What are your thoughts on the angle needed for his chip knife? I read recently that the chip knife should be held flat on the stone and the edge should have almost no perceptible bezel. But most everyone else says to give it a 5 degree (on each side) bezel for a total of 10 degrees.

It looks like you might have done one or two chip carvings in your day… hehe… What are your thoughts and practices?

(Oh, and I really never thought I’d hear myself say this, but, “Great shop brush, Roger!”)

-- Ethan,

View Obi's profile


2214 posts in 5203 days

#4 posted 03-03-2007 04:21 PM

Ethan, I agree. “Nice brush” is kind of like saying “That sure is a pretty tool.” Sounds weird. I had a pair of “Cute” channel locks once. They were about 3 1/2” long. Cute little tool. LOL

Roger, Nice Shop Brush

View Dick, & Barb Cain's profile

Dick, & Barb Cain

8693 posts in 5266 days

#5 posted 03-03-2007 04:49 PM

Very nice
I bet you never lose track of that brush, because it’s such a treasure. My shop brush is always getting buried under something.

-- -** You are never to old to set another goal or to dream a new dream ****************** Dick, & Barb Cain, Hibbing, MN.

View Mark A. DeCou's profile

Mark A. DeCou

2009 posts in 5372 days

#6 posted 03-03-2007 05:16 PM

now that is a brush that I would want for sure, and I wouldn’t even care if it had my initials in it or not. This is wonderful Roger.

-- Mark DeCou - American Contemporary Craft Artisan -

View Roger Strautman's profile

Roger Strautman

657 posts in 5100 days

#7 posted 03-03-2007 05:20 PM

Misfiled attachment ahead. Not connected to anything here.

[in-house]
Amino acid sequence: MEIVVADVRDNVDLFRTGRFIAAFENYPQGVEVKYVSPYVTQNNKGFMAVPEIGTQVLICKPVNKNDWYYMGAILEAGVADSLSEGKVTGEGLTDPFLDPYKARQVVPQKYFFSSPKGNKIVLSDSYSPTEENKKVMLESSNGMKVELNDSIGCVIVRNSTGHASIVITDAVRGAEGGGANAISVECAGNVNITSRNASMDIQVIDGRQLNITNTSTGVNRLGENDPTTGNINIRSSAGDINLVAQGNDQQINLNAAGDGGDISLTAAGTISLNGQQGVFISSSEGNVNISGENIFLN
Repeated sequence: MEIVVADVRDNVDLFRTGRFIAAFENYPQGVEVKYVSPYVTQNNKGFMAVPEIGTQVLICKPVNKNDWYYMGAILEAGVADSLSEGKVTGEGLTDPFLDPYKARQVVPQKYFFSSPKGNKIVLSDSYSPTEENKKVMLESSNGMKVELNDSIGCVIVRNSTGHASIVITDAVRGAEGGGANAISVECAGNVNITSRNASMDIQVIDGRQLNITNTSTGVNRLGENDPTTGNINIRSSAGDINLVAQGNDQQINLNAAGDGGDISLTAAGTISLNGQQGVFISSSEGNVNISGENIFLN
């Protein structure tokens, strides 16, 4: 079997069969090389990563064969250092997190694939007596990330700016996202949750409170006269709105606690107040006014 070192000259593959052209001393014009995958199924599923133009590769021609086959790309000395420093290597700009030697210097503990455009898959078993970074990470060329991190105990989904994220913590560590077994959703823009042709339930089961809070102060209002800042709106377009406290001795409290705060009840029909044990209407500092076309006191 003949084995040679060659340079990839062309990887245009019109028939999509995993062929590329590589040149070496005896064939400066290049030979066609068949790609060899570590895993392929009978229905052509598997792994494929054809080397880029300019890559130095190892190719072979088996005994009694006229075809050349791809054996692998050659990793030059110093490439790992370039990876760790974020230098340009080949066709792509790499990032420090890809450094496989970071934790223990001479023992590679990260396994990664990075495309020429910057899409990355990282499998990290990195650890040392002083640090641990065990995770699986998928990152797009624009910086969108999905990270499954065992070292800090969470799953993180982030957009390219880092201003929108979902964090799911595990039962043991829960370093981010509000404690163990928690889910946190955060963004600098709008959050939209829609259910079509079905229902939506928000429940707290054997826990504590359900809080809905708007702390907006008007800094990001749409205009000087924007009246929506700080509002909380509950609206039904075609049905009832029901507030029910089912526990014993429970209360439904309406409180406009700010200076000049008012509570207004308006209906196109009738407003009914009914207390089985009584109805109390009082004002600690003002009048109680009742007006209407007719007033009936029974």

Ethan, I have taken 2 classes with Wayne and both were very helpful to get me started in the right direction. Wayne is a traditionalist and teaches what he learned in Brienz Switzerland. They teach to old ways of carving. The degrees you are talking about work very well with his knife that he promotes and there isn’t anything wrong with his knife, I started with his knife. The knife I use now is and John Dunkle which is a thinner blade and 3 degrees is about all it has on it. The knife needs to look like a wedge or a straight plane from the back of the blade to the cutting edge. The key to a chip carving knife is that you don’t want a second bevel edge and that is why I strop with the blade dead flat on the leather. . The key to all chip carving knives is a superior sharp cutting edge. Yellowstone abrasive with and leather strop is all I use to keep my edge good and sharp and even then I might only hone once every 3 or 4 hours. If you have never attempted chip carving I would start with Wayne’s knife and only work with basswood or butternut. Wayne’s knife can take a little abuse and not break from the newbs prying out chips and basswood and butternut is soft enough that the newb can make cuts in one pass of the knife. The quickest way to loose interest in chip carving is to be using a dull knife that to 99.9% of the world is very sharp. Any other questions give me a shout.